Identifying single nucleotide polymorphisms associated with beef cattle terrain-use in the western United States

Pierce, Courtney F., author
Thomas, Milton, advisor
Speidel, Scott, advisor
Coleman, Stephen, committee member
Enns, R. Mark, committee member
Meiman, Paul, committee member
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Beef cattle are drawn to areas with gentle terrain, which may result in heavy grazing near riparian zones and minimal grazing on rugged terrain. Traditional management tools to improve grazing distribution can be costly; therefore, genomic selection has been proposed as a means of improving beef cattle grazing patterns. The objective of this thesis was to identify single nucleotide polymorphisms (SNP) associated with beef cattle terrain-use in the western U.S. Variant detection using RNA-sequencing data obtained from Angus cardiovascular tissues and Brangus reproductive tissues revealed 48 potential causative mutations in five genes that were previously associated with terrain-use indices: SDHAF3, RUSC2, SUPT20H, MAML3, and GRM5. In an additional study, Bayesian multiple-regression was performed using BovineHD genotypes and global positioning system (GPS) data collected from 80 beef cows managed in Arizona, Montana, and New Mexico. Results of this analysis suggested that beef cattle terrain-use was polygenic; however, additional observations were needed to validate the quantitative trait loci (QTL) identified. Subsequent genome-wide association studies (GWAS) were performed for six terrain-use traits using BovineSNP50 genotypes and distribution data collected from a multi-breed population of cattle (n = 330) managed in the western U.S. These analyses identified 32 QTL and 29 putative candidate genes with diverse functions related to hypoxia, heat stress, feed efficiency, weight traits, energy metabolism, and lactation. In conclusion, results presented in this thesis suggested that terrain-use is polygenic and may be improved with genetic selection; however, additional studies are needed to further elucidate the genetic mechanisms underlying terrain-use of beef cattle.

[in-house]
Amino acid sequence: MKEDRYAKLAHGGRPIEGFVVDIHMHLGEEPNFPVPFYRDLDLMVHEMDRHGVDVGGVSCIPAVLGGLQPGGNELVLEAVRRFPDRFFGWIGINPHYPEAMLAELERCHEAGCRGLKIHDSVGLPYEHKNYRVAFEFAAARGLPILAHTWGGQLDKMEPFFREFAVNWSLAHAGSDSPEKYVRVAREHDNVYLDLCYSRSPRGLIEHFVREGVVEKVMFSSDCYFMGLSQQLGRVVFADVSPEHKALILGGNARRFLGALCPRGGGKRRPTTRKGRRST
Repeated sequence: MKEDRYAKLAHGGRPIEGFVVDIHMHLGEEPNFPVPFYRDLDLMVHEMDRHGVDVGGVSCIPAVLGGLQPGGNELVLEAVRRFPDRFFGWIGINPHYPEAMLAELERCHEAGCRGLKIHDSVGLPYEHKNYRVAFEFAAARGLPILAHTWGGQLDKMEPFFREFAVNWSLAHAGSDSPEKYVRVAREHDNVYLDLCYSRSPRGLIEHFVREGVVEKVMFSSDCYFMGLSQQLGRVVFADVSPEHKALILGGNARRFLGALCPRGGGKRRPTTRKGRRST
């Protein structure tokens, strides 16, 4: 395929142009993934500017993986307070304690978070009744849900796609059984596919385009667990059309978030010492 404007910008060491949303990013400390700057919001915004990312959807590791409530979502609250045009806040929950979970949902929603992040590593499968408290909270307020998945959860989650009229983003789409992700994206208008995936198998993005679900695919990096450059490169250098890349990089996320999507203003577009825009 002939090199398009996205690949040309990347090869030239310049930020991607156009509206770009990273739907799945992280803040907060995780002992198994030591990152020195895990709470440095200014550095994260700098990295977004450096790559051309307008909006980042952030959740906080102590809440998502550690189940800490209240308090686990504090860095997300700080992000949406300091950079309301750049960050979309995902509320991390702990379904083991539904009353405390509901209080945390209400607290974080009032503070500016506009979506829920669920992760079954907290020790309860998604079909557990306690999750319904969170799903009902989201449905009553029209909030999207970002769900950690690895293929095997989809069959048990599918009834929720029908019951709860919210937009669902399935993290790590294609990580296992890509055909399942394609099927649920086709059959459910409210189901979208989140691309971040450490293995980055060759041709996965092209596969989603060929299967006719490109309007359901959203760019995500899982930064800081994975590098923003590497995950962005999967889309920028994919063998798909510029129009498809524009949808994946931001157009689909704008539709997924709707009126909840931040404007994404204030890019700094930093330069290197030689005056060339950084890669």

2019 Spring.
Includes bibliographical references.
Rights Access
grazing distribution
Associated Publications